Pick your target

This month provides some of the hottest action for multiple species of fish on the Santee Cooper lakes. (Picture by Terry Madewell)

Various species of fish are in different depths and spawning modes by May, but anglers can catch almost any species they want to target. They are all in good numbers and sizes right now. Some species are primarily in post-spawn mode, such as bass and crappie. But bream and shellcrackers are in full-blown spawning mode, and catfish do what catfish do in May…they eat whatever’s not fast enough to get away.

Stripers are migrating back throughout both lakes, and will aggressively attack live bait throughout both bodies of water and the Diversion Canal.

It’s a great time to go fishing on Santee Cooper!

Stripers Abound

Stripers are widely available throughout both lakes, as well as up the Wateree and Congaree rivers, where topwater action can be excellent. Plus, stripers are found all the way to Pinopolis Dam on Lake Moultrie where live, blueback herring fished in deep water rules.

May is still a productive time to find fish in the river portion of upper Lake Marion, too, as many stripers are heading back down the rivers in post-spawn mode. The Packs and Elliots flats, and the Santee River downstream from the confluence of the Congaree and Wateree rivers is particularly productive. Live bait is still a dependable bait to entice a bite, but stripers can still be caught on cut bait. And catfish are a most-worthy by-product of spring striper fishing in the upper reaches of Lake Marion out of Pack’s Landing.

Striper action is consistently good in the Diversion Canal and throughout the deepwater areas of Lake Moultrie fishing with blueback herring.

Pop the Top

Multiple lures and patterns produce excellent post-spawn largemouth bass action, but topwater fishing explodes during May. Many of the largest bass will have spawned, but they play ‘catch-up’ on forage, and plenty of big bass opportunities exist. Buzzbaits, Pop Rs and Baby Torpedoes are prime topwater lures.

Bottom bumpers such as plastic creature baits, worms and large spinnerbaits are prime baits to tempt big bass by fishing points and stumpy flats early and late in the day. Crankbaits digging down to the 4- to 8-foot depths will be productive during the mid-day when bright skies prevail.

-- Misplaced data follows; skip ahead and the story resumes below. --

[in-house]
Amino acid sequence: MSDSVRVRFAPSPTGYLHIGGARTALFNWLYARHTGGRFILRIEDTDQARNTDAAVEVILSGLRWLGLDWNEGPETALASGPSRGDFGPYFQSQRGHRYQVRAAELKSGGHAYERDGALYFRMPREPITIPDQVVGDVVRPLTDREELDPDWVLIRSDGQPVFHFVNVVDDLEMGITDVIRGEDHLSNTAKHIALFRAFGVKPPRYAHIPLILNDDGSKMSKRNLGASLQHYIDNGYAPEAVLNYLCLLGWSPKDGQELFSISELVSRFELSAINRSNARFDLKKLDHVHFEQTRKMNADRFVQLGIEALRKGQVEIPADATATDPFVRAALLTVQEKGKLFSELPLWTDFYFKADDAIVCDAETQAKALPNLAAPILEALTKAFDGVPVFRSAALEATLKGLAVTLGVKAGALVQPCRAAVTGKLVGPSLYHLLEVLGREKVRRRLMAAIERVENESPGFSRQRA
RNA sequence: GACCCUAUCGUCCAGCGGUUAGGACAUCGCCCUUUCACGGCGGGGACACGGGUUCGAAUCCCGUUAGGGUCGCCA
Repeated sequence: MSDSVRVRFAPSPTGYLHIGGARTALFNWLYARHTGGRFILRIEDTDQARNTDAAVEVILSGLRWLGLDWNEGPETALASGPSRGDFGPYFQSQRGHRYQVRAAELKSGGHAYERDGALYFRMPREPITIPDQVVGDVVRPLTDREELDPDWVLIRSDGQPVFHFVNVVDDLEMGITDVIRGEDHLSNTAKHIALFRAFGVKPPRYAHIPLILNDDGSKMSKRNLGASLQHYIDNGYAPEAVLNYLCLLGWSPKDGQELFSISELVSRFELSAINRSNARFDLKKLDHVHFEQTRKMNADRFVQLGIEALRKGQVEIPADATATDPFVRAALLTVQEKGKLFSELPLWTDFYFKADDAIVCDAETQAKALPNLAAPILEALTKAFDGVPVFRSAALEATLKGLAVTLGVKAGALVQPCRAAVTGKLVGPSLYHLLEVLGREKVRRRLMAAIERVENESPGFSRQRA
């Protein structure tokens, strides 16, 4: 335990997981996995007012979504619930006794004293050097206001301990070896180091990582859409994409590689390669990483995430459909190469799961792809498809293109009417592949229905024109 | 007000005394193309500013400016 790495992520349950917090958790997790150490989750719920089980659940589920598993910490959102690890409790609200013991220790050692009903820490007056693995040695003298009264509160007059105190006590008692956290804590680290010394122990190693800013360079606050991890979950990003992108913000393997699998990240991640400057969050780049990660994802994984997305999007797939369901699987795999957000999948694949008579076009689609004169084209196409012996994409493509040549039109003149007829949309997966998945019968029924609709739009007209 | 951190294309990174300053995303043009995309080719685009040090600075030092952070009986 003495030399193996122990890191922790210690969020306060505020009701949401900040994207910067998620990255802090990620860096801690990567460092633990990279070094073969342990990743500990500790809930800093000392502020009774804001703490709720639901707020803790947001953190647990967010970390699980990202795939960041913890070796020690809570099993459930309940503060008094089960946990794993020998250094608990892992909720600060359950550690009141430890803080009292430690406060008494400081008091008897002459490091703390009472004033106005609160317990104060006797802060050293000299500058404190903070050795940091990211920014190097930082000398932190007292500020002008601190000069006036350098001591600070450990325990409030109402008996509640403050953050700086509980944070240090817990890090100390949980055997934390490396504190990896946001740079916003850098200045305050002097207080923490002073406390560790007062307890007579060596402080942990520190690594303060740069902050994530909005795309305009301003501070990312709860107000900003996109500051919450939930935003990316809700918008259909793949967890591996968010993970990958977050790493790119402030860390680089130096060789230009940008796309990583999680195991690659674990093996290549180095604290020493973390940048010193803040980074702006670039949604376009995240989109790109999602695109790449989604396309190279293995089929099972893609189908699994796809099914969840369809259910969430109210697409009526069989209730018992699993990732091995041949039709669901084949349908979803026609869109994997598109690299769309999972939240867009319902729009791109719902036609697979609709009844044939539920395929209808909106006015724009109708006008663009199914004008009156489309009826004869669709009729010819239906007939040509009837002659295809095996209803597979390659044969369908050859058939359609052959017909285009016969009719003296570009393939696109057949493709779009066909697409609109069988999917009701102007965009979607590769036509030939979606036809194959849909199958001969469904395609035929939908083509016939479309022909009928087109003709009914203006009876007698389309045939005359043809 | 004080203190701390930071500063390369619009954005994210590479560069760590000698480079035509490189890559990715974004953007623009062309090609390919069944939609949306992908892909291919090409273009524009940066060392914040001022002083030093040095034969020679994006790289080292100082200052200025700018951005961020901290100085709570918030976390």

Panfish Paradise

Post-spawn crappie action is excellent, and the fish are typically in an active feeding mode. Plenty of slabs are still available, but most crappies are now in, or headed to, deeper water. Brush piles in 12 to 22 feet of water in both lakes are good targets for May crappie action. As the month progresses and the water warms, the fish tend to move deeper in both lakes. They prefer to hold tight to cover along drops and ledges, and manmade or natural cover will hold fish.

When you do find crappies in the mid-depths during this May migration, you can catch a sack-full of slabs quickly, but they may be elsewhere tomorrow. By late-May they’ll begin to settle into more predictable, deepwater areas.

May is also prime time for shallow water bream and shellcracker action. Bream will be bedding throughout both lakes, so hunting for beds in sand and gravel bottom areas is a good tactic. Bream don’t always bed shallow. They can be bedding in skinny water, but they’ll consistently bed down to 10 feet deep. Crickets are superb for bream and will catch shellcrackers, but if you want to target shellcrackers specifically, make redworms bait number one.

Plus, artificial lures are great for big bream whether they’re bedding or not. If you don’t find them bedding, work shallow water cover such as weedbeds, logs, cypress trees and stumpy flats. Also, many areas of extensive rip-rap are found in both lakes that create prime bream hangouts during May, especially when they are not bedding.

Catfish

Catfish action is excellent in both lakes and are found in all depths of water, from very shallow to very deep. Most of the big blue catfish have been shallow, chasing abundant forage for a couple of months, and some still linger shallow during the day.

Catfishing during the nocturnal hours perks up in shallow water, when forage and catfish converge in shallow flats. Big blues, and flatheads, still feed in shallow water, especially in low light times and at night. Cut herring, shad and white perch are all excellent baits for big blues. Flathead action is also good with live offerings best for fat flatheads.


You name it:

Whether you want to target just one species, or multiple species, you have a great chance to catch it all throughout the month of May on the Santee Cooper lakes.

About Terry Madewell 805 Articles
Award-winning writer and photographer Terry Madewell of Ridgeway, S.C., has been an outdoors writer for more than 30 years. He has a degree in wildlife and fisheries management and has a long career as a professional wildlife biologist/natural resources manager.

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